VIRGINIA BEACH, Va. - From the classroom to the General Assembly, two local teens have made quite the mark on Virginia's history.
"We don't have a lot of kids in sixth, seventh and eighth grade that come up with an idea and a concept and get a bill passed. It just doesn't happen that much," said Sen. Bill DeSteph.
On Friday, Brie Gesick was recognized for the work she's done alongside local legislators and York High schooler Jamie Van Cleave.
The two teens, who live with epilepsy, helped turn the Seizure Safe Schools bill into law.
"Brie, you have just set the standard very, very high. You are a remarkable young lady, and we wanted to make sure that we recognize the hard work that you put into this," said Kathy Keough, the student activities coordinator at Corporate Landing Middle School.
In Virginia, all school personnel are now required to get seizure first aid training.
Administrators decided the best place to celebrate Brie's accomplishment was in the classroom on the last day of school with a pump-up video from her favorite teachers.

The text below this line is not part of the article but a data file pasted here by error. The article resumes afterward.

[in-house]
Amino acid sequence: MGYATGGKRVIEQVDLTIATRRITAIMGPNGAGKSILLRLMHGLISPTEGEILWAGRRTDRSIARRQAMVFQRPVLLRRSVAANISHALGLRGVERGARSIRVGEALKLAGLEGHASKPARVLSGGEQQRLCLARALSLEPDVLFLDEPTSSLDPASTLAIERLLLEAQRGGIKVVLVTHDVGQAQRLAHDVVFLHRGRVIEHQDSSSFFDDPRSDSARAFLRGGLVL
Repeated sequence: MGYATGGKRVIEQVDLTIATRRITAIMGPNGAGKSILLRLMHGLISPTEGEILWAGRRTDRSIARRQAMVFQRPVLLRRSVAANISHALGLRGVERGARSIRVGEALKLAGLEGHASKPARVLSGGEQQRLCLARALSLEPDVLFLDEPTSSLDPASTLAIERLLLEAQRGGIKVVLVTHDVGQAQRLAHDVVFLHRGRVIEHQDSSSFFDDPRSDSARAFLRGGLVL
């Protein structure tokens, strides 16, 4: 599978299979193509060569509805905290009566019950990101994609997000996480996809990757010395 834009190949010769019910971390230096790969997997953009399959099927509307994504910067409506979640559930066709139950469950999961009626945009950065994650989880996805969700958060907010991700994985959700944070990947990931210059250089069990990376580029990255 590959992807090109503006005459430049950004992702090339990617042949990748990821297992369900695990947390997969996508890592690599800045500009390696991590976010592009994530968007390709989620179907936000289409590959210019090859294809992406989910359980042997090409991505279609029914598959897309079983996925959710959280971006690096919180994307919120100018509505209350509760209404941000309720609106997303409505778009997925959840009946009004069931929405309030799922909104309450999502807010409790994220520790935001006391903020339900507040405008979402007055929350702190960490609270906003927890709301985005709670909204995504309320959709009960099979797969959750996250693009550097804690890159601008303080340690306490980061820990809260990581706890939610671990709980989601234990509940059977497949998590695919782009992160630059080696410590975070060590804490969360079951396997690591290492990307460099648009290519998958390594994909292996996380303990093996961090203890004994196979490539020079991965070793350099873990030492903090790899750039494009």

"I was surprised! I was like, 'What's going on?'" she said. "It means a lot to me because that's how I know I have done my part to help kids with epilepsy."
Keough said, "This is just the beginning. So, your journal that I put together for you says 'Brie Strong.' Your story continues because we know that there is a lot more to come."
To everyone who helped her get to this point, Brie said, "Thank you so much for everything that you've done for me. You guys were a big part in helping me get this law passed."
Sen. DeSteph said the training will be rolled out in 2022 and the Epilepsy Foundation will provide the videos and other materials to the school districts for free.
"I want them to be able to see this and say, 'Hey, I've got to make our schools safer. I've got an idea to make life better for other students - here's what we can do,'" said Sen. DeSteph.